by Fernando Torres
With the Ward 1 alder election approaching this Tuesday, incumbent Democrat Sarah Eidelson discusses her work with the New Haven community and the Ward 1 Alder’s role in the struggles of people of color on and off Yale’s campus.
The main purpose of the campaign, she said, is to motivate student involvement in the issues that affect the city as a whole–in her two terms, she highlighted unemployment and youth violence prevention.
“These elections create an opportunity to be part of a campus-wide conversation through which we learn about different views and visions,” Eidelson said.
Working with New Haven Rising and other labor-affiliated political groups, Eidelson said she sees the jobs crisis at the core of other prominent issues like violence and poverty. The unemployment rate of communities of color in New Haven is currently over 20 percent, and only a quarter of all jobs in the city are held by its residents.
Now entrenched in the Board of Alders, Eidelson said the citywide legislative agenda they set two years ago needs to stay on track in order for them to deal with issues like the jobs crisis.
“It takes consistency to get things done,” she said. “Two years later we can discuss the progress and why we should stay the course.”
New Haven Works began as a way to combat unemployment in neighborhoods of color and would serve as a job pipeline for city residents. At election time two years ago, the program had barely launched. Now, she said, New Haven Works has allowed over 600 people to find good jobs in the city, and thousands more are looking. She also got a quarter million dollars allocated for youth violence prevention programs in the city.
The division between the university and the city are caused by more than a busy campus and a short shuttle route.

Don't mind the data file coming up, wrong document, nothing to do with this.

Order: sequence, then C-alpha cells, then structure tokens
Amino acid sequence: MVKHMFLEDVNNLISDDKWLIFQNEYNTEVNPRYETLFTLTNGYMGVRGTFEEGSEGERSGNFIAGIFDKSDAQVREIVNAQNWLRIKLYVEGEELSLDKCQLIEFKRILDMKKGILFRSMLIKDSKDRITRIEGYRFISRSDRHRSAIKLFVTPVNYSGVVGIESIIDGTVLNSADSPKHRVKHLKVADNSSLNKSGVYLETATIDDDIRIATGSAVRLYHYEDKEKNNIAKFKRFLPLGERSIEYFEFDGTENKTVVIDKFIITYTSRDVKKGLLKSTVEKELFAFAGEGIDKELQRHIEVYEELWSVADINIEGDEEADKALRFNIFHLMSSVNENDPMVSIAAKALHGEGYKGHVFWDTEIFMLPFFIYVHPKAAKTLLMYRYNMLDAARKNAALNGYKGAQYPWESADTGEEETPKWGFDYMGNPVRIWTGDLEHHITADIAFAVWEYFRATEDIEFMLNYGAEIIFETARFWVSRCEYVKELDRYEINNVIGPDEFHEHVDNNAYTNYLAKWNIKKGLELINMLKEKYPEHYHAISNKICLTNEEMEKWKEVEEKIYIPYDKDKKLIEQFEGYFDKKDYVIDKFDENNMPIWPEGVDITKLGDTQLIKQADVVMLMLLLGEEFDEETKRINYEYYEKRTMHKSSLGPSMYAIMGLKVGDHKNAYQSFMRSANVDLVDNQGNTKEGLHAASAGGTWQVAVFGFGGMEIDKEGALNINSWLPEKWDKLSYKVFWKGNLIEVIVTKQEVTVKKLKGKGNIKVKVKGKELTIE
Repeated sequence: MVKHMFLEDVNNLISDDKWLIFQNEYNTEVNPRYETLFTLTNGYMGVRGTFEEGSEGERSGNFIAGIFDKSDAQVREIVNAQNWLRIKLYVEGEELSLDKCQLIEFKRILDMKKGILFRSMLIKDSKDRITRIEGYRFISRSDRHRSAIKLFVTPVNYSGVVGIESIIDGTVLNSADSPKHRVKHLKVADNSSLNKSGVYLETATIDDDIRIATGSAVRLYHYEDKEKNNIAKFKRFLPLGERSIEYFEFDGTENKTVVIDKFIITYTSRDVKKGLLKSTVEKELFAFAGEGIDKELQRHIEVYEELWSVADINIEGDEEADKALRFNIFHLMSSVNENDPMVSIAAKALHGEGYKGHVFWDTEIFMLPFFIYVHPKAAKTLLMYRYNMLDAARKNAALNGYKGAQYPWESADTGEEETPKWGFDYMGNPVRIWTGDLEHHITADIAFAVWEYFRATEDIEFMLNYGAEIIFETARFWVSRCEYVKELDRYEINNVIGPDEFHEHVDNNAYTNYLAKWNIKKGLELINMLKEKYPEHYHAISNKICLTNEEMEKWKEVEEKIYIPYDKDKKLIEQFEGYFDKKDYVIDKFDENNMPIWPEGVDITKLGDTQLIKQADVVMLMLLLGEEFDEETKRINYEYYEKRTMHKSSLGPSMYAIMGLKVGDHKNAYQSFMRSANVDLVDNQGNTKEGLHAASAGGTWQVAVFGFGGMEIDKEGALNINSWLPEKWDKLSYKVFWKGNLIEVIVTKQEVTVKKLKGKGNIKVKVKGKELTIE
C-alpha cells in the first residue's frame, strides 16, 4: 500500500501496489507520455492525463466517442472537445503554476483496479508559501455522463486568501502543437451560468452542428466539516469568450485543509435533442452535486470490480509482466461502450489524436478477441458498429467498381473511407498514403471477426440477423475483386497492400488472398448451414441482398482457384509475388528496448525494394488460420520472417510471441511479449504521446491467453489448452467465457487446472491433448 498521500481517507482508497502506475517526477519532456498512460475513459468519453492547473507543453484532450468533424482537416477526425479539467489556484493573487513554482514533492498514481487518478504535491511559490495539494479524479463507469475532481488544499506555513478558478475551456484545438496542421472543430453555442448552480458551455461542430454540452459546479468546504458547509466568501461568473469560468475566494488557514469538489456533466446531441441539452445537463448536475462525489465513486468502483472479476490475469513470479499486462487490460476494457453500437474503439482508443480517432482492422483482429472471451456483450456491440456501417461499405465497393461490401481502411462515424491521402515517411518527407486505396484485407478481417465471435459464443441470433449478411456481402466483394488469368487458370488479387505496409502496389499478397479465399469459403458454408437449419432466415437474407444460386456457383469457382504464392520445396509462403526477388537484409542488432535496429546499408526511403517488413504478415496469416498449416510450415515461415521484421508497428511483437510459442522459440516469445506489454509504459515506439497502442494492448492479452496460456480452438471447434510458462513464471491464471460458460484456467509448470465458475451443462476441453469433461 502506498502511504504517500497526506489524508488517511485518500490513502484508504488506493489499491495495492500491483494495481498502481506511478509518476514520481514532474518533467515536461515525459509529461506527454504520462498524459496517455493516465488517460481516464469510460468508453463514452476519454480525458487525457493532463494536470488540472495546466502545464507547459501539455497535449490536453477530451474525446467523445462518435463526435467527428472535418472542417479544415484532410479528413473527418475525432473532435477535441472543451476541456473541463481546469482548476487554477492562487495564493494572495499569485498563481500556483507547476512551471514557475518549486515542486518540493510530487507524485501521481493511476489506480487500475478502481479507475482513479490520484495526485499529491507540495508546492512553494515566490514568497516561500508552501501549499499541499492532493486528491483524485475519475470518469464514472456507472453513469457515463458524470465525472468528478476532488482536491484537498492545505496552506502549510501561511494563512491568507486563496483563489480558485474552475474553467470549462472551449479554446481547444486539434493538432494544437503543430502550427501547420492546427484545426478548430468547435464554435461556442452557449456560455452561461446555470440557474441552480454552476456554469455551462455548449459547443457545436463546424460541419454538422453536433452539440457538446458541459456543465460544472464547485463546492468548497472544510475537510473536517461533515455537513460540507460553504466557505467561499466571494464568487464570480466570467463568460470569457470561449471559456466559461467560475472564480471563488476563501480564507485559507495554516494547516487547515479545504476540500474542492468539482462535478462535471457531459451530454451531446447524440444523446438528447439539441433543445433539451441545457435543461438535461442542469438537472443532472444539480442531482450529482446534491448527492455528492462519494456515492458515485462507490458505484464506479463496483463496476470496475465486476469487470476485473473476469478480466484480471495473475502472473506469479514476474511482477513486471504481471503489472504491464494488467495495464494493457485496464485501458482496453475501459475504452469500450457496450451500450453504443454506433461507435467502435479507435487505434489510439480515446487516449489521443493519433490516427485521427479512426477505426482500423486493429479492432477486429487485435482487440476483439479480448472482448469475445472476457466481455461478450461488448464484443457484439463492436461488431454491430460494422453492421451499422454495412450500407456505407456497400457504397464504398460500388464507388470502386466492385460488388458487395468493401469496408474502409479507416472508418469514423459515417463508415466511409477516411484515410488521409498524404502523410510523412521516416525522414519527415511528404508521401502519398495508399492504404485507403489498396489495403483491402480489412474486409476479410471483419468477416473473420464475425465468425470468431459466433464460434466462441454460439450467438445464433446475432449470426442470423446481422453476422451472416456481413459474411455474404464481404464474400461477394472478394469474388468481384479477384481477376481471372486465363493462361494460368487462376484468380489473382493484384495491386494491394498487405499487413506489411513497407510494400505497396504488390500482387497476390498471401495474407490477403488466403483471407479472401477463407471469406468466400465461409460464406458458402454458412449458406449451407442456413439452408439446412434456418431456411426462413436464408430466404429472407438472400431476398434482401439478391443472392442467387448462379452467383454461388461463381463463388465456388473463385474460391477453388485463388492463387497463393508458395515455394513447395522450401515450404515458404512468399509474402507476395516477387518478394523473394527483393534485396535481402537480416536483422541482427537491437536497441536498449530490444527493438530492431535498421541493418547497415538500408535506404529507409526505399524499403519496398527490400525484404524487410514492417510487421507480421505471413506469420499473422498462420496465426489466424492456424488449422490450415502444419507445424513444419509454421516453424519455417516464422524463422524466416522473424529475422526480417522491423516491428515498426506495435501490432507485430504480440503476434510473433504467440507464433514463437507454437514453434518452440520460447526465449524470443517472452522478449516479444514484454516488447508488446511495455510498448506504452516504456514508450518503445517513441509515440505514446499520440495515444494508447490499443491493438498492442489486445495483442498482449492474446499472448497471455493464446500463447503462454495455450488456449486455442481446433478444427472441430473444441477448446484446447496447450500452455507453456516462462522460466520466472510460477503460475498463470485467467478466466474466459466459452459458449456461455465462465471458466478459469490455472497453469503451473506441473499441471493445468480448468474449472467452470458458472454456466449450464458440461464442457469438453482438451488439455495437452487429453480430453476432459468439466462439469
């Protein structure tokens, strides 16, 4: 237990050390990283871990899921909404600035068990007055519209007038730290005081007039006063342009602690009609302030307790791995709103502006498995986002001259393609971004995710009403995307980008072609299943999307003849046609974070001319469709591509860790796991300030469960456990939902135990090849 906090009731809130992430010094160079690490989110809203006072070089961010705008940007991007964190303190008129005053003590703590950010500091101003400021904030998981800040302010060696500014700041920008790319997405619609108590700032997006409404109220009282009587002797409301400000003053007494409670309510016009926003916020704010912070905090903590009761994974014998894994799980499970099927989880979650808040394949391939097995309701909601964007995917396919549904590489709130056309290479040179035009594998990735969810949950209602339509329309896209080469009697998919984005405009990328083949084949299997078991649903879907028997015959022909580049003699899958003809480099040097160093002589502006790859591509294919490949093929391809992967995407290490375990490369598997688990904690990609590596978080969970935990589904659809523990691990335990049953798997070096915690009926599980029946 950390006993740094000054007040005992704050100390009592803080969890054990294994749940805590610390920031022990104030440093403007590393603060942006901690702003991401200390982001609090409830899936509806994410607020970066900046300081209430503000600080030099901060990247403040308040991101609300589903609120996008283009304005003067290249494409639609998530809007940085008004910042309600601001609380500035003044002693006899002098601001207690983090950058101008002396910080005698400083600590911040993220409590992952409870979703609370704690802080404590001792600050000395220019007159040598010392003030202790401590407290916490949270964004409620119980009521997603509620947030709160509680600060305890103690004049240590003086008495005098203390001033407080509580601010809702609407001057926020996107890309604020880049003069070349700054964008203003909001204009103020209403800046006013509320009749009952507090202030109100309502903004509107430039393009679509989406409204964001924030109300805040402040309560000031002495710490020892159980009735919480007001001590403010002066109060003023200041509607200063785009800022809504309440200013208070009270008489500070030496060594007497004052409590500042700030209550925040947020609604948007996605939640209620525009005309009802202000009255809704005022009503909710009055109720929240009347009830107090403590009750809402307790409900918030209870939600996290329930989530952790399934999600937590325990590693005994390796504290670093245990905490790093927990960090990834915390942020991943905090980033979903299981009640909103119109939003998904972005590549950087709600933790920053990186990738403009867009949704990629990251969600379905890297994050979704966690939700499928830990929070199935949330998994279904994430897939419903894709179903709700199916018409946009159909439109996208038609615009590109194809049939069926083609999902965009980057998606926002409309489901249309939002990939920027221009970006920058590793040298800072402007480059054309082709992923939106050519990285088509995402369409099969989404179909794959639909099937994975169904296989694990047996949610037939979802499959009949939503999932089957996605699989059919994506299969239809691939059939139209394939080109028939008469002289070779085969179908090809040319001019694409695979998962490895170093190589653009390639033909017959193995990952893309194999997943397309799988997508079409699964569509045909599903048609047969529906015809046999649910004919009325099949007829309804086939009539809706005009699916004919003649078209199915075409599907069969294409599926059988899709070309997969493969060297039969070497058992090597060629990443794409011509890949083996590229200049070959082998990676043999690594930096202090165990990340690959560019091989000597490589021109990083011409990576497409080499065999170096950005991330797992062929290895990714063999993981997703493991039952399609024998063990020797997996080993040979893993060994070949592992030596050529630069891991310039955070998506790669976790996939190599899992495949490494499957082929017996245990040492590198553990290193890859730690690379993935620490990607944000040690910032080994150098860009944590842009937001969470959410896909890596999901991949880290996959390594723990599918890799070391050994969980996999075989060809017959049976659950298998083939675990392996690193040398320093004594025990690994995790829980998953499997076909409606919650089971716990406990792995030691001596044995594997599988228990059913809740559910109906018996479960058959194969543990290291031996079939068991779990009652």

During her time campaigning, she encountered many Yale students who wanted to get involved with the city but had difficulty doing so, which is something she said she needs to work on as Ward 1 alder.
“I can always come up with more creative ideas on how to get students to feel like they have access to the kinds of opportunities that they want to be part of in the city,” Eidelson said. “I found that a vast majority of students want to be connected to New Haven, but it can be hard to know where to start.”
Eidelson didn’t hesitate to criticize the administration on behalf of students of color, seeing herself as an advocate for students as they challenge racial inequalities on campus.
“The administration says that they’re serious about supporting students of color, having a diverse faculty, and making Yale accessible to everyone. I think they need to put their money where their mouth is on those issues,” Eidelson said. “As alder, I can fight alongside students for those kinds of changes on campus and I can push for policies that address racial inequality in the city,” she said.
The relationships she’s been able to cultivate in the city over her two terms are a great asset, she said.
As for concerns that she’ll leave: “New Haven is a really special place. I can’t imagine living anywhere else,” she said. “New Haven feels much more like home than anywhere else.”